By Mohammad Ashraf Khwaja
29 April 1865 is marked as the bloodiest day in Kashmir history. On this day the Dogra army brutally massacred 28 Kashmiris at old city’s Zaldagar, when shawl weavers peacefully protested against the Dagh shawl department and the cruel taxation of the government. This protest was in the backdrop of their frustration, their extremely difficult working conditions, meagre wages, excessive taxation and other curbs. The procession was nothing but a demonstration of the fight against the exploitation, oppression and tyrannical measures of the Dogra autocracy. F. M. Hussnain calls this the first organised protest for demands in the history of class struggle in India. Historical records reveal that the protest was an event of far-reaching significance. In the beginning, the shawl bafs sent delegations to the governor, Kripa Ram, with the hope that their woes would be addressed. But, Kripa Ram’s refusal to meet them dashed their hopes discordantly. The delegation subsequently turned into a procession and moved towards Zaldagar, Srinagar. In bittered despairing mood, the shawl bafs made a wooden bier placing a cover over the coffin, and carried it to and from the procession, exclaiming, ‘Moud Kak Dhar; Kus Waen Diyas Kabar (Raja Kak Dhar is dead, who will give him a burial space). Raj Kak Dhar, the Kashmiri Pandit official who headed the Dagh Shawl Department, manoeuvred a myth and wrongly reported to the governor that they would attack his house and kill him. Unnerved, he hastily rushed a large army under the command of Colonel Bijoy Singh who rounded off the demonstrators and asked them to disperse. On the refusal to accept the orders, the troops indiscriminately fired at them and later charged them with spears and pushed the unarmed hungry multitude towards the narrow bridge and most of the processionists fell into the marshy canal and got drowned. Twenty-eight dead bodies were recovered from the river, and over hundreds are thought to have sustained both serious and minor injuries in the violence. Fines were imposed not just on the shawl-bafs who had directly participated in the demonstration, but also on the patwaris, or local government officials, of the areas from which it originated.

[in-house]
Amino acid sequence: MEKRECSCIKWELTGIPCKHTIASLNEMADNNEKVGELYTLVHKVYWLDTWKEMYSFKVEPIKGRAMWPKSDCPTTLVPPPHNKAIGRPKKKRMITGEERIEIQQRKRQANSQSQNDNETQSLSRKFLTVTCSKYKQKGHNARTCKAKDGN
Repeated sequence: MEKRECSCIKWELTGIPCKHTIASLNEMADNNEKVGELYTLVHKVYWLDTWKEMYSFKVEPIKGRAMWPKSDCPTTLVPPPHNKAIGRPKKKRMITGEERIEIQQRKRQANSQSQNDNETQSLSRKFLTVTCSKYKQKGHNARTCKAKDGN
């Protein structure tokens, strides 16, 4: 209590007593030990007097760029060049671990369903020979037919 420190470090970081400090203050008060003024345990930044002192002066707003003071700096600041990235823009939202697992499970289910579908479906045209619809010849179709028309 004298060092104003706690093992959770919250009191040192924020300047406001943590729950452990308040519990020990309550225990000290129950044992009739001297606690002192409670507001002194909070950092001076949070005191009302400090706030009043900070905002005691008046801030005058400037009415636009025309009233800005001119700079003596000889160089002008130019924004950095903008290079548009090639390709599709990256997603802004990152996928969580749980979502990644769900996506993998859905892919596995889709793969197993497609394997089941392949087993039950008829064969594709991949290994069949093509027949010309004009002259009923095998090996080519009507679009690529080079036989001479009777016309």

Historians have been unable to determine the names of all those killed on this fateful day. However, the fate of the leaders of the 1865 shawl-baf uprising is well recorded. The leaders like Sheikh Rasool and Abli Baba were tortured to death in a dungeon in the Shergarhi Palace, while Sona Shah and Qudda Lal were imprisoned in the Bahu Fort at Jammu after they failed to pay a fine of fifty thousand rupees (chilke) each to the Maharaja. Hundreds of other protesters were held in prison at Habak, where many died of cold and hunger. This is where the phenomenon of custodial killings started in Kashmir which continues to be in vogue even today under the so-called democratic India.
This uprising was a great milestone in the social and political history of Kashmir. It was started against a system that had pushed almost entirely Muslim population into a position of exclusion and disadvantage in almost all spheres of social, political and economic life. Why the Kashmiri’s raised their voice against the then autocratic regime is a question to be seen in the backdrop of the economic measures of Dogra regime. The Dogra rulers would eat into the hard toil of artisans especially the shawl weavers by imposing heavy taxes on their products. The author of “The Abode of Snow’ Andrew Wilson who visited Kashmir during the time of Maharaja Ranbir Singh substantiates this by writing that ‘the shawl weavers were getting miserable wages and were allowed neither to leave Kashmir nor change their employment, so that they were in the position of slaves, and their average wage was only about three half-pence a day’. It was such a kind of labour in Kashmir where after working from dawn to dusk, their earnings hardly touched their subsistence level. The shawl weaver could earn seven or eight rupees per month out of which he paid three to four rupees in tax which left him three or four rupees to live on. Almost all the households in the city of Srinagar and other areas were fully or partially, directly or indirectly, involved in this industry and derived some kind of economic advantage. The industry indeed formed the considerable source of revenue to the government, but it went beyond limits in taxing the industry.